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Welfare Reform on the Web (February 2011): Mental health services - overseas

Cultural competence and power sharing: an international perspective on training child clinical psychologists

I.M. Evans and others

Journal of Mental Health Training, Education and Practice, vol. 5, Dec. 2010, p. 34-41

Training of child psychologists requires explicit attention to the importance of developing cultural competencies for practice in diverse communities. This case study, comprising relevant social history, cultural models of child psychopathology and conceptual analysis of complex systems in bicultural New Zealand, offers salutary lessons for clinical child psychologist training internationally. It emphasises the lessons that can be learned from the more holistic Maori worldview where traditional knowledge is respected. At the same time, Maori trainees must face the challenge of using international scientific research and psychological understanding.

End-of-life care policies in Flemish residential care facilities accommodating persons with intellectual disabilities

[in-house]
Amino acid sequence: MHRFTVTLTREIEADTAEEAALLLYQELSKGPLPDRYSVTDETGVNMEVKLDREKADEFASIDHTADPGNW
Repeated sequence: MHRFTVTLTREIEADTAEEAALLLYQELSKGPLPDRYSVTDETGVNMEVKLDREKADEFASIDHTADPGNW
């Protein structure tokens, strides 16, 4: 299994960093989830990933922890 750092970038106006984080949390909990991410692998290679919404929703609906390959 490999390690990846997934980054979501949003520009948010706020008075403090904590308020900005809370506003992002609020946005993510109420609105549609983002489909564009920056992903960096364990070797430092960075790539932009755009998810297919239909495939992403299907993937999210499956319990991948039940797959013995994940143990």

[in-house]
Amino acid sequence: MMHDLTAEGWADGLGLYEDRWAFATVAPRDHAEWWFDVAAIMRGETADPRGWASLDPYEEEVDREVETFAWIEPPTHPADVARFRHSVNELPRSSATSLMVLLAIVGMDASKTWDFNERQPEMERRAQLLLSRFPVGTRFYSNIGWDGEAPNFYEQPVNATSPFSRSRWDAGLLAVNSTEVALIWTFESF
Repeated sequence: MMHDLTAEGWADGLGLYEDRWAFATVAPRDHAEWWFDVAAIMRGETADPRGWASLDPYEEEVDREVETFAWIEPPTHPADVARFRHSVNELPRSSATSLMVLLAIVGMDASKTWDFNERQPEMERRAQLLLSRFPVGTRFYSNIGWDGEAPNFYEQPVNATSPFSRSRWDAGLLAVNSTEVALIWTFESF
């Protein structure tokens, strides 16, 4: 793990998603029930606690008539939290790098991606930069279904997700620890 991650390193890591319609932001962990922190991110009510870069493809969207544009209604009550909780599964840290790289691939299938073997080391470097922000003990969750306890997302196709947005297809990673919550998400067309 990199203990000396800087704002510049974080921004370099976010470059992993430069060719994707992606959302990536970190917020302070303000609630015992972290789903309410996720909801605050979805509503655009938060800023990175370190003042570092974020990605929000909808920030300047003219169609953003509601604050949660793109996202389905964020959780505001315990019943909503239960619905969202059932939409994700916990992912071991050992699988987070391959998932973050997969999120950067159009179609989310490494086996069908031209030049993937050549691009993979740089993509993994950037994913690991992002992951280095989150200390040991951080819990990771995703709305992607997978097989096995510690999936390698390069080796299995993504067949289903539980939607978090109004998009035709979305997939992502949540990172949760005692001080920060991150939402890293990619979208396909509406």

I D'Haene and others

Journal of Intellectual Disability Research, vol. 54, 2010, p. 1067-1077

This study aims to describe the presence, content and implementation strategies of written policies on medical end-of-life decisions in residential care homes for people with intellectual disabilities (ID) in Flanders, Belgium, to analyse the attention of these policies to the distinctive needs of people with ID, and to explore the use of training, education and quality assessments of end-of-life care in these settings. Results show that in 2007 written policies on different types of end-of-life decisions were available in a minority of institutions. The content analysis also revealed that the majority of policy documents focused on palliative care, with end-of-life decisions mentioned but not explored in depth. Professional care staff received training in aspects of end-of-life care in about one third of the residential homes.

From symptom recognition to services: how South Asian Muslim immigrant families navigate autism

B. Jegatheesan, S. Fowler and P.J. Miller

Disability and Society, vol.25, 2010, p. 797-811

This research looked at the experiences of three South Asian Muslim immigrant families living in the USA whose child was diagnosed with autism. The study revealed that cultural factors, interpersonal skills, and difficulties accessing services all impacted on the quality of interactions between parents and professionals during the diagnosis and post diagnosis period. These parents also interpreted the challenge of raising a child with autism through a particular cultural lens which was different from the lens used by the professionals.

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